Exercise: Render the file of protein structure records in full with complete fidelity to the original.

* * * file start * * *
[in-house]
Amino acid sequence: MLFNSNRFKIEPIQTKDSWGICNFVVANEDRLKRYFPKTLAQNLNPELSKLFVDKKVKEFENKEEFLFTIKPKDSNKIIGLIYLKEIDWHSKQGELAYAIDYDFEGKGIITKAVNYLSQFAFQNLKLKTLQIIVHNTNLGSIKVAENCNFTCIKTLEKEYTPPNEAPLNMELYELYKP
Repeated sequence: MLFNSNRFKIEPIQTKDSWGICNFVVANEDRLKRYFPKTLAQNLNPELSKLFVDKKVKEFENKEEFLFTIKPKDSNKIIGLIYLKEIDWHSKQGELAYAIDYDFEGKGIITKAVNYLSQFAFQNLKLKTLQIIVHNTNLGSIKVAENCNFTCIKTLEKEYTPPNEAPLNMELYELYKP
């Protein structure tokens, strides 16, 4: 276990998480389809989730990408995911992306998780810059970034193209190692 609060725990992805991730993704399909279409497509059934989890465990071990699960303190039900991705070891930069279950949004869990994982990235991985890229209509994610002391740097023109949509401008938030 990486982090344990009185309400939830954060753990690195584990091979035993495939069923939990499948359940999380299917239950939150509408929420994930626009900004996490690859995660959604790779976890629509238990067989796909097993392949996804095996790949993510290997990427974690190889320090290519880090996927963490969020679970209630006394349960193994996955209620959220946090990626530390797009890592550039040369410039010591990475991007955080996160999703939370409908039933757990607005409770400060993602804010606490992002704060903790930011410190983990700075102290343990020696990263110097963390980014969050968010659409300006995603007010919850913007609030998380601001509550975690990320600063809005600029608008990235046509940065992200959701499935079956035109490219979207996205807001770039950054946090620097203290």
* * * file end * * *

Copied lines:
[in-house]
Amino acid sequence: MLFNSNRFKIEPIQTKDSWGICNFVVANEDRLKRYFPKTLAQNLNPELSKLFVDKKVKEFENKEEFLFTIKPKDSNKIIGLIYLKEIDWHSKQGELAYAIDYDFEGKGIITKAVNYLSQFAFQNLKLKTLQIIVHNTNLGSIKVAENCNFTCIKTLEKEYTPPNEAPLNMELYELYKP
Repeated sequence: MLFNSNRFKIEPIQTKDSWGICNFVVANEDRLKRYFPKTLAQNLNPELSKLFVDKKVKEFENKEEFLFTIKPKDSNKIIGLIYLKEIDWHSKQGELAYAIDYDFEGKGIITKAVNYLSQFAFQNLKLKTLQIIVHNTNLGSIKVAENCNFTCIKTLEKEYTPPNEAPLNMELYELYKP
């Protein structure tokens, strides 16, 4: 276990998480389809989730990408995911992306998780810059970034193209190692 609060725990992805991730993704399909279409497509059934989890465990071990699960303190039900991705070891930069279950949004869990994982990235991985890229209509994610002391740097023109949509401008938030 990486982090344990009185309400939830954060753990690195584990091979035993495939069923939990499948359940999380299917239950939150509408929420994930626009900004996490690859995660959604790779976890629509238990067989796909097993392949996804095996790949993510290997990427974690190889320090290519880090996927963490969020679970209630006394349960193994996955209620959220946090990626530390797009890592550039040369410039010591990475991007955080996160999703939370409908039933757990607005409770400060993602804010606490992002704060903790930011410190983990700075102290343990020696990263110097963390980014969050968010659409300006995603007010919850913007609030998380601001509550975690990320600063809005600029608008990235046509940065992200959701499935079956035109490219979207996205807001770039950054946090620097203290």